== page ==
Huey Lewis, a prince of American airwaves in the 1980s, spent his formative musical years in the ’60s and ’70s Bay Area blues-rock scene. He also spent his formative wine years near the heart of California wine country—but was drinking the great crus of Burgundy and the Rhône Valley as a teenager at the dinner table with his stepmother, Martine Saunier, the importer who made a name introducing Americans to the likes of Henri Jayer and Château Rayas.
Lewis would go on to refine his palate both at home and on tours of Europe with Huey Lewis and the News, which released three Platinum-selling albums in the mid-1980s and the No. 1 hit “The Power of Love,” from 1985’s Back to the Future, eventually selling 30 million records worldwide. In February 2020, the band released Weather, their first album of new music in two decades. It may also be the last: Two years ago, Lewis was diagnosed with an ear condition that has severely impacted his hearing and ability to maintain pitch. But his palate is still attuned as ever. He spoke with associate editor Ben O’Donnell about his ’80s wine adventures with Bruce Springsteen and Bob Geldof, what he pairs with elk now that he lives in Montana, and what Saunier thinks of the Napa Cabernets he now prefers.
Wine Spectator: Going back to the late ’70s and ’80s, what were you, your bandmates and the bands you toured with drinking backstage or after shows?
Huey Lewis: We don’t drink when we perform, because performing is a bit of a marathon, really. It’s two hours long, and you could maybe have a drink and it would be fun for a song or two. But you have to play another 18! But afterward, oftentimes, we’d have a meal. And very often we’d serve a bottle of wine with a meal in the nice places that we played, in the old days. In Europe, especially. Not so much in Cincinnati, you know? [laughs]
Paris comes to mind. We had Bob Geldof and Bruce Springsteen, they came by our show—this is a hundred years ago, this is ’89 maybe—and afterward, we all went to dinner and had a fabulous feast until the early hours of the morning. I think that helps everybody’s palate a little bit, those European tours. We upped our taste buds a little bit somehow.
WS: What types of wine do you like to open these days?
HL: I live in Montana most of the year, and we eat a lot of game in Montana. Everybody hunts in Montana; everybody has different kinds of meats. My friends and neighbors have elk, and I think elk might be the best meat in the world. Not lean and not gamy at all, and just fabulous. And nothing goes better with game than wine. I developed a taste for the big, thick California Cabs from where I come from, the Napa Valley. A lot of people up there do a really great job. There’s the Caymus people and Silver Oak and Paradigm and all the little ones as well.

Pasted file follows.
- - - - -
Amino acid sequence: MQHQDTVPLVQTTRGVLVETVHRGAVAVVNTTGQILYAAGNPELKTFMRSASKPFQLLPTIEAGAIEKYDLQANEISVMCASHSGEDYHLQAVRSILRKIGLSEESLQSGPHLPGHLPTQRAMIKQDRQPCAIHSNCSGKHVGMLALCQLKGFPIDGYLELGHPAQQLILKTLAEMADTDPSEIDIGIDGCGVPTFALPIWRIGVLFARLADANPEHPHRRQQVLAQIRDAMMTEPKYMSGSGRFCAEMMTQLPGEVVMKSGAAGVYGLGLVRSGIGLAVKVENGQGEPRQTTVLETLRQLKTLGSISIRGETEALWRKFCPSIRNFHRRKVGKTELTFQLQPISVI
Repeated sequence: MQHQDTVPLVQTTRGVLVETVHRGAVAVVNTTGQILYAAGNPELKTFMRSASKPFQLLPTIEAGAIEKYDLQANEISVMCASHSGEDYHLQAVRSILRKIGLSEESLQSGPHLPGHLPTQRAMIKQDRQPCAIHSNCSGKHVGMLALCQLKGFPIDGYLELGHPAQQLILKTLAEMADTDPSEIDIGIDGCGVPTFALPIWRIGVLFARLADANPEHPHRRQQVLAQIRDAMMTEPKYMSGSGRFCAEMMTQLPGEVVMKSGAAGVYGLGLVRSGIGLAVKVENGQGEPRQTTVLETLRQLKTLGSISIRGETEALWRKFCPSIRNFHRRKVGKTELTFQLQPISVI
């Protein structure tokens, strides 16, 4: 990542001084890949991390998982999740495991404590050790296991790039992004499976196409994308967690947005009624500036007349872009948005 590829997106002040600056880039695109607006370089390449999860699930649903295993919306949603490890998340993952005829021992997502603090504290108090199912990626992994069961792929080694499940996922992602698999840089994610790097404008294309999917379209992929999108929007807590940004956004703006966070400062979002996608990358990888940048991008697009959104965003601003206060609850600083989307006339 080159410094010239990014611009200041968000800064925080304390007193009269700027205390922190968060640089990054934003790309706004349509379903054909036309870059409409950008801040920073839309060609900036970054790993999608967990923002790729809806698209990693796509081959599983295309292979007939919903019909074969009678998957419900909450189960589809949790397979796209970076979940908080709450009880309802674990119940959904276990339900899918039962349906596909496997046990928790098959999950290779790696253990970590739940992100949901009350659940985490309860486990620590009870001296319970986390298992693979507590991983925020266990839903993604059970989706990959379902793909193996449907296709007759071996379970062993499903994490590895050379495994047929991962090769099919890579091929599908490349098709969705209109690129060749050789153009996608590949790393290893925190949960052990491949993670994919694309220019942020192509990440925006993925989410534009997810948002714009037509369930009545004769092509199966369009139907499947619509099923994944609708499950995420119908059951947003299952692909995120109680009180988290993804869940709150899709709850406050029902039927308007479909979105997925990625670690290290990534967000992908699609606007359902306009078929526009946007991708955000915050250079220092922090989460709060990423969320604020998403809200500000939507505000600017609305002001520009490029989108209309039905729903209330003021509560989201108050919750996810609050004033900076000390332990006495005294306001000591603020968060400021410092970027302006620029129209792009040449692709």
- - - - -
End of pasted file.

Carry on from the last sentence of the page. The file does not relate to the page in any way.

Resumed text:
With an appetizer, I do like a dry Pinot Grigio, for salad or starter. I do [also] like a Negroni now and then, with a really good fruit vermouth like Antica Formula or something like that. I discovered that in New York when I played Billy Flynn in the musical Chicago for a couple stints [in 2005 to 2007]. There was this place right around the corner, and one of our cast members said, “You gotta have their Negroni!”
WS: Unlike many rock stars—and people generally—you actually began trying fine wine early in life, with Martine Saunier of Martine’s Wines. How has that colored your food and wine experience?
HL: Though I went to prep school, when I came home, she would cook. And man, would we eat well every night. I was 15, 16, so I was allowed a glass of wine. And they were all French wines. She taught me how to make duck with peppercorn sauce, carrots and chard, all these things. The amazing thing about Martine is not only is she an expert taster—watching Martine drink a glass of wine is actually more informative than drinking it myself. Because I can tell from her facial expressions whether it’s good or it’s just terrible or it’s interesting. Because she has a different face for every wine. [laughs]
WS: Does Martine like any of the Napa Cabernets you drink?
HL: I know she doesn’t serve any at her house. We always have French wines. The truth is, they’re just different; there is no better or worse. That’s where we get screwed up. It’s like music. I always use food as a metaphor for music. “What kind of music do you like?” Well, there’s foie gras and then there’s a cheeseburger. And you know, they’re both relevant. There’s a time for a cheeseburger and there’s a time for foie gras.